Module 6 – Social Media

Learn the Art of Social Prospecting

Attractor Factor

9 Social Media Basics for Small Business

Once you know the target audience you want to reach on social media, what social networks they are active on, and the social networks you will use to reach your target audience, here are 9 social media basics to help you get your social media presence off to a good start.

1. Complete Your Profile

Many of the people who see your business (or personal) profile on a social network are seeing you or your business for the first time.

What they see and read – their first impression – will influence what they think about your business and/or you personally. That first impression will play an important role in determining whether they want to know more about you, or not.

At bare minimum:

  • Display a professional profile photo. Also, a cover image where applicable (Facebook, Twitter, etc.)
  • Complete all of the information fields. Provide as much information about your business (or you) as allowed. Ensure your website address, contact information, other social networks are listed. Each network is different so where you are able to include more information, take advantage of this.
  • Create a distinct web address for each social network. Aim for a web address that is the same across all of your business social networks. For example, twitter.com/JoesPlumbing and facebook.com/JoesPlumbing. This will make it easier for you to remember and share with others. It also makes it easier for others to remember and share. Some social networks setup your web address as soon as you create your account. For others, you may need to take specific steps to make this happen. Look for terms like ‘username’ (Facebook, Twitter, Instagram, Pinterest, etc.) or ‘public profile URL’ (LinkedIn).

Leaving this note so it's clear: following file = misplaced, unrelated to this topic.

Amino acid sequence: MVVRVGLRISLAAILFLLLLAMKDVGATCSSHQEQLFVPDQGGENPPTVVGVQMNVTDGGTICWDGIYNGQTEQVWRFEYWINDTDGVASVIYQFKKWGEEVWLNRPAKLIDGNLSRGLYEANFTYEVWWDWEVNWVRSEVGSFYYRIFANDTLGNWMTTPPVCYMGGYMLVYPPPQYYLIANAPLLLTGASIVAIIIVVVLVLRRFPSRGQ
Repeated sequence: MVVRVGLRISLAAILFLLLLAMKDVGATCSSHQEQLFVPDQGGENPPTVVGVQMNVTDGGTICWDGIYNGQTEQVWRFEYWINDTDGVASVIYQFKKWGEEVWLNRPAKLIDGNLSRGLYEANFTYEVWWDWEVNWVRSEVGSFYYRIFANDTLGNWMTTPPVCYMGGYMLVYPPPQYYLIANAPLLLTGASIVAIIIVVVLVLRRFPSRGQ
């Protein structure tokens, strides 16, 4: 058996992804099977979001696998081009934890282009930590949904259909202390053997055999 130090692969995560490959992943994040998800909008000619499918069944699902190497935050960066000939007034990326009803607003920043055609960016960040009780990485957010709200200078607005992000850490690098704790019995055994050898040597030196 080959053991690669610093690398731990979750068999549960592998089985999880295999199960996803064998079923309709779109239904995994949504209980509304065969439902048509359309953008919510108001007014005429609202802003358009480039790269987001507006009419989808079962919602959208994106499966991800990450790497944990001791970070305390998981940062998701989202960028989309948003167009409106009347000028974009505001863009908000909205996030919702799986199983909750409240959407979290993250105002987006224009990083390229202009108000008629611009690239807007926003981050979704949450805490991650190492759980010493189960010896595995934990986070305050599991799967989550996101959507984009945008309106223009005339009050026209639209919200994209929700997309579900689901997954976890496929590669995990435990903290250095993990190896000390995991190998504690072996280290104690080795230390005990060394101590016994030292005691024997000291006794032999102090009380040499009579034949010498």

2. Ensure Consistent Branding

Make sure your branding represents your business well and that it is consistent across all your online networks and print materials. Visitors should be able to easily tell that your website, your social networks, and print advertising are the same business (or person). There should be a ‘family resemblance.’ (Think Nike, Apple, McDonald’s.) For more on the importance of branding read this.

Consistent branding also means that your profile picture should be consistent across your various social networks.

If it’s your logo, then your logo should be current and professional looking (sharp and clear, not blurry). If it’s your photo, use the same one across all social networks where your personal photo appears. As with your logo, a professional looking photo.

Remember, you want people to be able to easily recognize your brand (or you) on not just one social network but everywhere your branding or image appears. Including when they meet you or visit your office or store.

3. Share Content Regularly